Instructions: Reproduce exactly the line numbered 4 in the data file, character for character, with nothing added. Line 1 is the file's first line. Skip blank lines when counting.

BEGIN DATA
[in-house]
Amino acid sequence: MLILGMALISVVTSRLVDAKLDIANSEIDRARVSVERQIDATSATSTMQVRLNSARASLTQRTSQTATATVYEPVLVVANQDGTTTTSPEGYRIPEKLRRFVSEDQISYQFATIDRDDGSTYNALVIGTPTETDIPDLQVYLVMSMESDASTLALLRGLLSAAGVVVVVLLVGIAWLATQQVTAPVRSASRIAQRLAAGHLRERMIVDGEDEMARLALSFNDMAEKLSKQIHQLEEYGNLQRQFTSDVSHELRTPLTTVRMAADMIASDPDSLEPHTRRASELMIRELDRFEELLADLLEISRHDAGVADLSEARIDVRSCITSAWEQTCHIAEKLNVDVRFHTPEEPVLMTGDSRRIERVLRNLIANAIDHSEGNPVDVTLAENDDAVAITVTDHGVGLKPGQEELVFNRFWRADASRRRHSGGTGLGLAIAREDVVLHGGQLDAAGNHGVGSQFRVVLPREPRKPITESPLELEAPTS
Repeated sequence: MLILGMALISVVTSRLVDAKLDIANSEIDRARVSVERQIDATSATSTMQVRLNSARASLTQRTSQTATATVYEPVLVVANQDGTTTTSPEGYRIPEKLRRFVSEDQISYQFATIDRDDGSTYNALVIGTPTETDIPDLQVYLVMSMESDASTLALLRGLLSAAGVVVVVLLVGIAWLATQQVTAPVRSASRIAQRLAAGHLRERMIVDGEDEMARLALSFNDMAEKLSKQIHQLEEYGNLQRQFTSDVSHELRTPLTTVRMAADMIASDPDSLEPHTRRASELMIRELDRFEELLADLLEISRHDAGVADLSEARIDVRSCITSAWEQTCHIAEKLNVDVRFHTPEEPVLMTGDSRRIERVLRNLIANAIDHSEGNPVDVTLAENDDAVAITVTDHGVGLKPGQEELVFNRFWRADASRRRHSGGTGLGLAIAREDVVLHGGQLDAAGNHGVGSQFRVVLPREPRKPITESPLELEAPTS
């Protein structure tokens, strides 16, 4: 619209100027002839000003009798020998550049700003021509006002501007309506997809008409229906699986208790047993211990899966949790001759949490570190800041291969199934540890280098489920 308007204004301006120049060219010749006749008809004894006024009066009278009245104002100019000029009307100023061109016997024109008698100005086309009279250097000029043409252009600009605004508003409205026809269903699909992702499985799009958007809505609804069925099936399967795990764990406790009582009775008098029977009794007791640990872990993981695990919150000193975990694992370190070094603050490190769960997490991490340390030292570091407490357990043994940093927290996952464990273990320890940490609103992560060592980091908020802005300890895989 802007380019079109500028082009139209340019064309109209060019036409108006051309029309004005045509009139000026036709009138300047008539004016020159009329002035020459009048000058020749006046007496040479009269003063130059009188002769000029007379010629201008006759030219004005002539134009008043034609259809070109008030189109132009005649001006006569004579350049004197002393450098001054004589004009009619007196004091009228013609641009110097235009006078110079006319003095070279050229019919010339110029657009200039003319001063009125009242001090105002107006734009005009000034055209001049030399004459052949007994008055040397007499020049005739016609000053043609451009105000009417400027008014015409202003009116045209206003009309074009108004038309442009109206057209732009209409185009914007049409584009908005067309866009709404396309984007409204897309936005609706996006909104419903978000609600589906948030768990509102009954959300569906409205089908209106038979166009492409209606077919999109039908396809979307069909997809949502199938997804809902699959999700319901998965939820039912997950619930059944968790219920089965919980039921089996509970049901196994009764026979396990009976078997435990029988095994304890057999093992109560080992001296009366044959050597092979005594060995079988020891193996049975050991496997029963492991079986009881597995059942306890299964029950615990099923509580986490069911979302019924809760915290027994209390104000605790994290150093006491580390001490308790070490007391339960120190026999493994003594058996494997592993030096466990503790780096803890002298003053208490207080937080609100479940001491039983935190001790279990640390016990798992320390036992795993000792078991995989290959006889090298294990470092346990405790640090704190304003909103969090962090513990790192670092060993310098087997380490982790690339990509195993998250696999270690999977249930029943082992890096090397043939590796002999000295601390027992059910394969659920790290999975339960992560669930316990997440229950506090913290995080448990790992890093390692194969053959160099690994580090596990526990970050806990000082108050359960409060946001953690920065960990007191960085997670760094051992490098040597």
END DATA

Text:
């Protein structure tokens, strides 16, 4: 619209100027002839000003009798020998550049700003021509006002501007309506997809008409229906699986208790047993211990899966949790001759949490570190800041291969199934540890280098489920 308007204004301006120049060219010749006749008809004894006024009066009278009245104002100019000029009307100023061109016997024109008698100005086309009279250097000029043409252009600009605004508003409205026809269903699909992702499985799009958007809505609804069925099936399967795990764990406790009582009775008098029977009794007791640990872990993981695990919150000193975990694992370190070094603050490190769960997490991490340390030292570091407490357990043994940093927290996952464990273990320890940490609103992560060592980091908020802005300890895989 802007380019079109500028082009139209340019064309109209060019036409108006051309029309004005045509009139000026036709009138300047008539004016020159009329002035020459009048000058020749006046007496040479009269003063130059009188002769000029007379010629201008006759030219004005002539134009008043034609259809070109008030189109132009005649001006006569004579350049004197002393450098001054004589004009009619007196004091009228013609641009110097235009006078110079006319003095070279050229019919010339110029657009200039003319001063009125009242001090105002107006734009005009000034055209001049030399004459052949007994008055040397007499020049005739016609000053043609451009105000009417400027008014015409202003009116045209206003009309074009108004038309442009109206057209732009209409185009914007049409584009908005067309866009709404396309984007409204897309936005609706996006909104419903978000609600589906948030768990509102009954959300569906409205089908209106038979166009492409209606077919999109039908396809979307069909997809949502199938997804809902699959999700319901998965939820039912997950619930059944968790219920089965919980039921089996509970049901196994009764026979396990009976078997435990029988095994304890057999093992109560080992001296009366044959050597092979005594060995079988020891193996049975050991496997029963492991079986009881597995059942306890299964029950615990099923509580986490069911979302019924809760915290027994209390104000605790994290150093006491580390001490308790070490007391339960120190026999493994003594058996494997592993030096466990503790780096803890002298003053208490207080937080609100479940001491039983935190001790279990640390016990798992320390036992795993000792078991995989290959006889090298294990470092346990405790640090704190304003909103969090962090513990790192670092060993310098087997380490982790690339990509195993998250696999270690999977249930029943082992890096090397043939590796002999000295601390027992059910394969659920790290999975339960992560669930316990997440229950506090913290995080448990790992890093390692194969053959160099690994580090596990526990970050806990000082108050359960409060946001953690920065960990007191960085997670760094051992490098040597």